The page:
Special Report: Changes within MSHP since drowning death

Checking in on MSHP after Ellingson death

COLUMBIA, Mo. - It's been more than three years since 20-year-old Brandon Ellingson died while in handcuffs in the custody of the Missouri State Highway Patrol. The Iowa man was detained by Missouri’s water patrol division on suspicion of boating while intoxicated and later went overboard and drowned.

It was meant to be a cost saving measure when Gov. Jay Nixon signed the Highway Patrol and Water Patrol merger back in 2010. But what was supposed to save the state around $3 million dollars a year, instead cost taxpayers more than $900,000 annually, according to a 2011 audit.

Some believe the merger also created a dangerous and now deadly gap in training and experience.

Rep. Diane Franklin, R-Camdenton, said, "The fallout we saw after the merger was that the seasoned Water Patrol officers were either being reassigned to non-water positions or had retired out of the Water Patrol."

In 2014, Rep. Rocky Butler, R Lake Ozark, said "I think that (Water Patrol personnel) were lacking in training and therefore the public safety was at risk during that time." That was a risk that became a reality in Ellingson's drowning death. He died while in Highway Patrol custody on the Lake of the Ozarks.

The arresting trooper, Anthony Piercy, spent the next three years fighting charges of involuntary manslaughter. This year, Piercy pleaded guilty to a reduced, misdemeanor charge of negligence.

In a sentencing assessment obtained by ABC 17 news, Ellingson’s father, Craig, said, “Piercy's actions were negligent, and his knowledge of boating procedures was lacking,"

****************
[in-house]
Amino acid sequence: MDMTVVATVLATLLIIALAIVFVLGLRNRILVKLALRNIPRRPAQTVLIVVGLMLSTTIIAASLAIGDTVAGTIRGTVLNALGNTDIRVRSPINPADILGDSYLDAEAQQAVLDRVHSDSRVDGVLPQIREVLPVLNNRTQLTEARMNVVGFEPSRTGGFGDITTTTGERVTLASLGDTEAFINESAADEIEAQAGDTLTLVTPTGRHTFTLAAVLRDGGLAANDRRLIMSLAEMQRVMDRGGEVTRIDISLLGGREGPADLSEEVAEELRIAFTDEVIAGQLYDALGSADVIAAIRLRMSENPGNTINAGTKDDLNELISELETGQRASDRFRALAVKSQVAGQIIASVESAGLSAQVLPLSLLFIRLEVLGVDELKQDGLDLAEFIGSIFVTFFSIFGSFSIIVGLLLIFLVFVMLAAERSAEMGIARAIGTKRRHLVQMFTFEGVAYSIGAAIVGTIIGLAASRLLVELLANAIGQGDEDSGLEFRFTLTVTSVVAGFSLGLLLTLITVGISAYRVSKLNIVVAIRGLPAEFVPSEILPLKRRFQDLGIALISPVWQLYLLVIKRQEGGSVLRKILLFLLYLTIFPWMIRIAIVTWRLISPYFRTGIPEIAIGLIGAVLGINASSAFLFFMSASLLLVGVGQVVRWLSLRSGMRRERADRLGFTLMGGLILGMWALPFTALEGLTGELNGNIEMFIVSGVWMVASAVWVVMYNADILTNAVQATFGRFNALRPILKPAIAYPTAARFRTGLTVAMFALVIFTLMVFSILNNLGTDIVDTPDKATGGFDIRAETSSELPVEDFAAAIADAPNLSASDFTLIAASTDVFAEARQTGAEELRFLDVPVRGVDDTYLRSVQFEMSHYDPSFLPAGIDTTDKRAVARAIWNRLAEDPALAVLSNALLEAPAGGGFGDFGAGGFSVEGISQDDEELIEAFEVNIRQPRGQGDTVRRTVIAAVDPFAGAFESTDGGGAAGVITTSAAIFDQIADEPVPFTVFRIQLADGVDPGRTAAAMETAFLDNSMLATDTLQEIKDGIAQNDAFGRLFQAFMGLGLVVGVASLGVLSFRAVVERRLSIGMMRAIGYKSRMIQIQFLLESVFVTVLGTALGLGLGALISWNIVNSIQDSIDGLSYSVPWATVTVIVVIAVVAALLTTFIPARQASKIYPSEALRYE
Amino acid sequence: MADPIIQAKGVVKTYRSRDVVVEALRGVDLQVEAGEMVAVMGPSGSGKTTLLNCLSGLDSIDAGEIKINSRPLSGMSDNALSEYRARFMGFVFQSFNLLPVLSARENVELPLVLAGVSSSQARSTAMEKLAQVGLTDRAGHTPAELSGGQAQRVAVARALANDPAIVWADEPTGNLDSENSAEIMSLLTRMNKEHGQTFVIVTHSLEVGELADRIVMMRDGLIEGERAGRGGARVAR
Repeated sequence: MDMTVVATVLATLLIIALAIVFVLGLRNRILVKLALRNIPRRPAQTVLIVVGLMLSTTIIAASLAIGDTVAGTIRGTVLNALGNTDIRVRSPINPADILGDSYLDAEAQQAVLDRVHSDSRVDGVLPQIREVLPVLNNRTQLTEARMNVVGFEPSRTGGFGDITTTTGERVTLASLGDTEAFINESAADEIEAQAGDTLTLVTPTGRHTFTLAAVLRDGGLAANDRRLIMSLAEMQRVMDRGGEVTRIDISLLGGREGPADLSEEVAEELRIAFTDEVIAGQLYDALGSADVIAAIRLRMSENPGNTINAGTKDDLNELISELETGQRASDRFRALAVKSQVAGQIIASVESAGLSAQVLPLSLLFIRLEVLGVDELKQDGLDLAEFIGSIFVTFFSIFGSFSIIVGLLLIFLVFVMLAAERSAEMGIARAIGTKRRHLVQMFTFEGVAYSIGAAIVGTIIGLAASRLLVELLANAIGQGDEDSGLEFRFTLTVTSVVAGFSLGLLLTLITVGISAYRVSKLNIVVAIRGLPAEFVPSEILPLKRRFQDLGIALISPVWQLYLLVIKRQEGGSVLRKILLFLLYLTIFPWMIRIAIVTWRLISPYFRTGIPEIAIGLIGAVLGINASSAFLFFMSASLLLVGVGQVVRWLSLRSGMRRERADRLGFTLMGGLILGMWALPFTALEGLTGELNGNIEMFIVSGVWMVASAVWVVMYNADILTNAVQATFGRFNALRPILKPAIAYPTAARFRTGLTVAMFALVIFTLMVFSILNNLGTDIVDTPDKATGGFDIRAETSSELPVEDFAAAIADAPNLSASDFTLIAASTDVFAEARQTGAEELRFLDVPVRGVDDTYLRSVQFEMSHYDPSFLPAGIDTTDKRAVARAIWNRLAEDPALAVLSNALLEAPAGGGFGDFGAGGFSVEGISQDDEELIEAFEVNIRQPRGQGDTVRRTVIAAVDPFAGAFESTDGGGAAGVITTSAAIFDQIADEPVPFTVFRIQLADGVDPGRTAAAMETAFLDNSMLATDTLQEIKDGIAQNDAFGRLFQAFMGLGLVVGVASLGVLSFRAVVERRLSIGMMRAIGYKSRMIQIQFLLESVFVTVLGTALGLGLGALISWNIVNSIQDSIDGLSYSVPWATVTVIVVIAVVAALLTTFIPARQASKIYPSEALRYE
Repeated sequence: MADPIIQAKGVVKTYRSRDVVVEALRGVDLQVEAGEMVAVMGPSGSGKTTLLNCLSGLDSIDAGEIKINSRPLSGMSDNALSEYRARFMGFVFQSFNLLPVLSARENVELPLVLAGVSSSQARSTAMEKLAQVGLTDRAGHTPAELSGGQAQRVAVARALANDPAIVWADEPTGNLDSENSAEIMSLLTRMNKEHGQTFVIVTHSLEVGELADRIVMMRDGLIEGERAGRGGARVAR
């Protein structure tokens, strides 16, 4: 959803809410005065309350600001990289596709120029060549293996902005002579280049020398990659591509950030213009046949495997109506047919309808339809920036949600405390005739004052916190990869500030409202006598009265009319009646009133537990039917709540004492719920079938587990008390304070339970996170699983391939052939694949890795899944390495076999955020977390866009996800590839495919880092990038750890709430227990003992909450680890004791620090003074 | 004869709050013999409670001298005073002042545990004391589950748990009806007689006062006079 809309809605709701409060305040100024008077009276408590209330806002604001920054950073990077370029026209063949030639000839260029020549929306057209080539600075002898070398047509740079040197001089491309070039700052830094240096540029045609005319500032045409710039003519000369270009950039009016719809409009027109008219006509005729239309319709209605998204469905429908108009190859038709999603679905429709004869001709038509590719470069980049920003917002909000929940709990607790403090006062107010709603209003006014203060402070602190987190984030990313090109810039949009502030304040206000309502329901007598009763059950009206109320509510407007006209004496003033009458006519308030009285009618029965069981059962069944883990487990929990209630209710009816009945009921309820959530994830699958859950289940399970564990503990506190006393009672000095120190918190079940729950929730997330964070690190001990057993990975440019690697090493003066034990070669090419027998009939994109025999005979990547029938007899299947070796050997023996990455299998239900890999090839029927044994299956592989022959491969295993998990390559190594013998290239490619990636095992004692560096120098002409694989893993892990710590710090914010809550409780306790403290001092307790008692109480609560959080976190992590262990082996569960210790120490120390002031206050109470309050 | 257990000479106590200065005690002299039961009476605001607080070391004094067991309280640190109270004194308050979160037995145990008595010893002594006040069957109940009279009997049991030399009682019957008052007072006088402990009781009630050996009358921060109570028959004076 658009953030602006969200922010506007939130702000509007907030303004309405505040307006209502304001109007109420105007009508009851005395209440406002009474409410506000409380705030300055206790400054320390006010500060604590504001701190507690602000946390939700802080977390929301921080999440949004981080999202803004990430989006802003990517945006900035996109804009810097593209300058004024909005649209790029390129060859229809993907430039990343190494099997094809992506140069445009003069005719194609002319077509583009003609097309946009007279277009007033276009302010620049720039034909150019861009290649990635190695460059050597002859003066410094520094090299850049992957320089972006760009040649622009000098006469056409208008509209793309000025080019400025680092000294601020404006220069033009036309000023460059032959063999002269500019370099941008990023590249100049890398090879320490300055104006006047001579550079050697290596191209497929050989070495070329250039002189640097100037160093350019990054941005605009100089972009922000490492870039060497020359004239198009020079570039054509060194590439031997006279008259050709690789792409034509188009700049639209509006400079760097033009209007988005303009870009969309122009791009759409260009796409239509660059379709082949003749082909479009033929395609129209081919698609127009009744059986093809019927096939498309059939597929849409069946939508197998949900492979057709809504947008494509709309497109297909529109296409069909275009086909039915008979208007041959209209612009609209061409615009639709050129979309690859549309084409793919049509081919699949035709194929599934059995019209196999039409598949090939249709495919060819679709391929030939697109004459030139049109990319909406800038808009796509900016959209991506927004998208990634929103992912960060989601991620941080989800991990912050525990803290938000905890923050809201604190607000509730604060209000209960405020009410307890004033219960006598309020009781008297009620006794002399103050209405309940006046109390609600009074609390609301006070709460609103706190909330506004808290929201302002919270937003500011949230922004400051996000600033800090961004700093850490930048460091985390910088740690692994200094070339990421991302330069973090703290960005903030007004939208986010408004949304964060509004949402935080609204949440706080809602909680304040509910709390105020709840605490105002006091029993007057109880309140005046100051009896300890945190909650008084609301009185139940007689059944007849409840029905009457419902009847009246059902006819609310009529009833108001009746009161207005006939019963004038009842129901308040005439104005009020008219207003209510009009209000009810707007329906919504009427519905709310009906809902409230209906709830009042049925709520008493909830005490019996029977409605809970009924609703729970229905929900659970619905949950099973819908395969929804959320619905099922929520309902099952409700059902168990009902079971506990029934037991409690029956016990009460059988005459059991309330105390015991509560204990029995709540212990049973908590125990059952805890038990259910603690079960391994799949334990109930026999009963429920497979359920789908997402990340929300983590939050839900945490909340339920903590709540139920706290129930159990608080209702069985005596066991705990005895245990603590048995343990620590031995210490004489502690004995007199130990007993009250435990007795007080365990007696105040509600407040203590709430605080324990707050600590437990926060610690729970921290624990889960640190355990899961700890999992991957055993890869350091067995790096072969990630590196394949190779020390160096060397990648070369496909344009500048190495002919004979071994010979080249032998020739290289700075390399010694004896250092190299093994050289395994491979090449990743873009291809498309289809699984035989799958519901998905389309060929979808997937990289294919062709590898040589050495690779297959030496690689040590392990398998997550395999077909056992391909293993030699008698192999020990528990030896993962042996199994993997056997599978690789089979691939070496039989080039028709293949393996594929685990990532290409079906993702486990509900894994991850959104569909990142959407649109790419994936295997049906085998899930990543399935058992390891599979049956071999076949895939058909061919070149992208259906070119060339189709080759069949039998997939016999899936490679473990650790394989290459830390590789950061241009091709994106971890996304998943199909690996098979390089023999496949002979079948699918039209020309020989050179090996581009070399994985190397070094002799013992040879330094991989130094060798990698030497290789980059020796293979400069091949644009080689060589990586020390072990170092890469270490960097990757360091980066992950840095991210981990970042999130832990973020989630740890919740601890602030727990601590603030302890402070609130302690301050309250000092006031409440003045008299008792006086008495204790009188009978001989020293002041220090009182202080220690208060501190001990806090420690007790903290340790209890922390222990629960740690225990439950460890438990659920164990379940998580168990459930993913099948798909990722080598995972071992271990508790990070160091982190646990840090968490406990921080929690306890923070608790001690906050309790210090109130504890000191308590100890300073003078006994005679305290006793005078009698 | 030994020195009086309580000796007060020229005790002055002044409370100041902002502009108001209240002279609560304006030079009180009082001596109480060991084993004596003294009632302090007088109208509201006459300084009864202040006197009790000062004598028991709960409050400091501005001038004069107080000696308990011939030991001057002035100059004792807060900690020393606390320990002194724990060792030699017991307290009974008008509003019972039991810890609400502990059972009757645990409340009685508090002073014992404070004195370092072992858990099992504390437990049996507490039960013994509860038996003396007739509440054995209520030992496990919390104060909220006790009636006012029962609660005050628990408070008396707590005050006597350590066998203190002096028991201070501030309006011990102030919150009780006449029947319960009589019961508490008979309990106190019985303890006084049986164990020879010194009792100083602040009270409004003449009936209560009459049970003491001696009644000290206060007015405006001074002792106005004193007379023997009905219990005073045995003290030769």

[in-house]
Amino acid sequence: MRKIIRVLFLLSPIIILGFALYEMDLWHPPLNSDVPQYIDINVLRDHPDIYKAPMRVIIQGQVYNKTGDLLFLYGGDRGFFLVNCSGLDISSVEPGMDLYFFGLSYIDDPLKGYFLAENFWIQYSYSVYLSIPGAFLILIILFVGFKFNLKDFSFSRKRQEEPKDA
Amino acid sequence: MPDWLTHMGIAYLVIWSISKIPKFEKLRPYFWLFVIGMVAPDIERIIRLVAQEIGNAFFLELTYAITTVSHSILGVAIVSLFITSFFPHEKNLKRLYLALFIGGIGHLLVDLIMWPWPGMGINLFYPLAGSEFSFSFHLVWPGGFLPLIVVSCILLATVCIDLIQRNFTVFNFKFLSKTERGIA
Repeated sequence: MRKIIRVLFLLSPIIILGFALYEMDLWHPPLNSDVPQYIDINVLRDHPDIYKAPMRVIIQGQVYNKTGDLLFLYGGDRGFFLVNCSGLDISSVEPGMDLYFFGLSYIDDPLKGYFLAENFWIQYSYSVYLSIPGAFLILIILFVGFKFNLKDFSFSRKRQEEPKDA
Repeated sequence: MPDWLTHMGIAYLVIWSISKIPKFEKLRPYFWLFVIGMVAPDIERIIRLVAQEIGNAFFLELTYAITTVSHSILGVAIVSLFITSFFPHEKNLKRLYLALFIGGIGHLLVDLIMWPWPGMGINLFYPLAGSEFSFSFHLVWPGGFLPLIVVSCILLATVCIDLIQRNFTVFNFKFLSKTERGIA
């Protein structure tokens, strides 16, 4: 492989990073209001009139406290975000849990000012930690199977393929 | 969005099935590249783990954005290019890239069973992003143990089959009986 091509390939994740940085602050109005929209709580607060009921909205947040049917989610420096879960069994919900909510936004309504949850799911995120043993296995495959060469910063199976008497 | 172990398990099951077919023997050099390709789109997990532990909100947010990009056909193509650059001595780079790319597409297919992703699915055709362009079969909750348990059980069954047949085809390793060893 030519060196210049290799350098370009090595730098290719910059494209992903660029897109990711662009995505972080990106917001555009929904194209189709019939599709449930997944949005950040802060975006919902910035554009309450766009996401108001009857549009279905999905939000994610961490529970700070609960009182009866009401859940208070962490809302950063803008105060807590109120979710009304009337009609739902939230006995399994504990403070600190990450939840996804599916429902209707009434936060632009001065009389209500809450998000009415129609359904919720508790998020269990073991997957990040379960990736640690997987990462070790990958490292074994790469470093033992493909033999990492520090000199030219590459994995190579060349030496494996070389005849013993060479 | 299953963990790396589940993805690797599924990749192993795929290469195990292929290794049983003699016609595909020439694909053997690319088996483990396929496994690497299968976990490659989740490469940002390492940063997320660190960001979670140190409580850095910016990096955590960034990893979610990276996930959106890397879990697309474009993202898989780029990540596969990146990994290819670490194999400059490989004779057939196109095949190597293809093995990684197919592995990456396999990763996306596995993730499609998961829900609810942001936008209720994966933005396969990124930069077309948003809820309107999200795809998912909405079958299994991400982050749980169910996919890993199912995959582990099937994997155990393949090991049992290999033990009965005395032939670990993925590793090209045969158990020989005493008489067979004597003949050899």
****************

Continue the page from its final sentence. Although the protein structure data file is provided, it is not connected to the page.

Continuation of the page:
Piercy's own wife, Laura, is also quoted in the report saying, “I wish the Highway Patrol and Water Patrol had never merged...I wish that day had never happened."

Rep. Franklin headed the review committee of the 2011 merger after Ellingson's death. She says the hearings with state troopers did not instill her with much confidence and “there was not an appreciation for the training that is necessary to operate law enforcement on the water."

Franklin filed a bill last year to reverse the highway/water merger, but shortly after that bill was introduced the state agency announced it would increase the number of experienced staff and adjust several other policies. That announcement got Franklin’s attention and she said, "They grew to understand what the concerns were and worked to resolved those for us."

ABC 17 news requested an interview with the MSHP for this story and got no response. We also submitted open records requests about updated patrol training and curriculum. Although the response is in compliance with the Missouri Sunshine Law, it offered no information helpful to this story.

Piercy is expected to be sentenced in Morgan County Tuesday afternoon at 1.

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